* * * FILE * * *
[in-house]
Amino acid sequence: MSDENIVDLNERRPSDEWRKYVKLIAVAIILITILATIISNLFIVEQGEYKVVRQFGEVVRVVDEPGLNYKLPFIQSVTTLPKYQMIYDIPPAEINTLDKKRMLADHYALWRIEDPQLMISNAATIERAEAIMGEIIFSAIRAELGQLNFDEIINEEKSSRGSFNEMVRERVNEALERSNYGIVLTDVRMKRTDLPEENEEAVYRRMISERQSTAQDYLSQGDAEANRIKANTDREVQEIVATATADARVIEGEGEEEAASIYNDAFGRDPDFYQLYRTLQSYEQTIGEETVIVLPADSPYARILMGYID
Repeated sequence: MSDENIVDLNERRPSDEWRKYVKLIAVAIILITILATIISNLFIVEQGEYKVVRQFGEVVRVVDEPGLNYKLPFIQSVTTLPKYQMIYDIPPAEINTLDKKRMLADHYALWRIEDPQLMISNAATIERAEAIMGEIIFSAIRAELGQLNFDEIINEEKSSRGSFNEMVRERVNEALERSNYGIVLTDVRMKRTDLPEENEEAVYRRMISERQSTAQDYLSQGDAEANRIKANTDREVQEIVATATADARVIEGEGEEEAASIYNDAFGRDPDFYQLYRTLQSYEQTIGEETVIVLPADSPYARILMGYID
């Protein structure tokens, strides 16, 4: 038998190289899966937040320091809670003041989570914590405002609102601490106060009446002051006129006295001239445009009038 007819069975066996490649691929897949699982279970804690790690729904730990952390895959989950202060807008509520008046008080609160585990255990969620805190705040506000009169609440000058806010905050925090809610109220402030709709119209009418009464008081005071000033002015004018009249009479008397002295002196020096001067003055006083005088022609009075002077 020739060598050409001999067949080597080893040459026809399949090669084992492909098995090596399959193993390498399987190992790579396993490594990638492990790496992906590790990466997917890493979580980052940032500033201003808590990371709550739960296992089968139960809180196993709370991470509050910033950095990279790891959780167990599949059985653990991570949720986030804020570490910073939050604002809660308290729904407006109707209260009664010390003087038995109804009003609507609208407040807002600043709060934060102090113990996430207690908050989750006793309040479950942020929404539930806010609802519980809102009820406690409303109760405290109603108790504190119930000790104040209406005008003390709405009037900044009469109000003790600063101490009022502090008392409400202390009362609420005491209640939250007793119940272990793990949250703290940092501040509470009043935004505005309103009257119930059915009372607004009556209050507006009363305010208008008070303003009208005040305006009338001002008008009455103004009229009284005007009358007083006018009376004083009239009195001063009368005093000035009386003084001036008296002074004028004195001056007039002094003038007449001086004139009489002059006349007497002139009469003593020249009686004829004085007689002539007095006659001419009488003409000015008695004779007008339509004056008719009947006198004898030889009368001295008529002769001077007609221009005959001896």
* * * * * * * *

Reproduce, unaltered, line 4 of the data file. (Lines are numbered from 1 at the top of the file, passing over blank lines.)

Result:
């Protein structure tokens, strides 16, 4: 038998190289899966937040320091809670003041989570914590405002609102601490106060009446002051006129006295001239445009009038 007819069975066996490649691929897949699982279970804690790690729904730990952390895959989950202060807008509520008046008080609160585990255990969620805190705040506000009169609440000058806010905050925090809610109220402030709709119209009418009464008081005071000033002015004018009249009479008397002295002196020096001067003055006083005088022609009075002077 020739060598050409001999067949080597080893040459026809399949090669084992492909098995090596399959193993390498399987190992790579396993490594990638492990790496992906590790990466997917890493979580980052940032500033201003808590990371709550739960296992089968139960809180196993709370991470509050910033950095990279790891959780167990599949059985653990991570949720986030804020570490910073939050604002809660308290729904407006109707209260009664010390003087038995109804009003609507609208407040807002600043709060934060102090113990996430207690908050989750006793309040479950942020929404539930806010609802519980809102009820406690409303109760405290109603108790504190119930000790104040209406005008003390709405009037900044009469109000003790600063101490009022502090008392409400202390009362609420005491209640939250007793119940272990793990949250703290940092501040509470009043935004505005309103009257119930059915009372607004009556209050507006009363305010208008008070303003009208005040305006009338001002008008009455103004009229009284005007009358007083006018009376004083009239009195001063009368005093000035009386003084001036008296002074004028004195001056007039002094003038007449001086004139009489002059006349007497002139009469003593020249009686004829004085007689002539007095006659001419009488003409000015008695004779007008339509004056008719009947006198004898030889009368001295008529002769001077007609221009005959001896």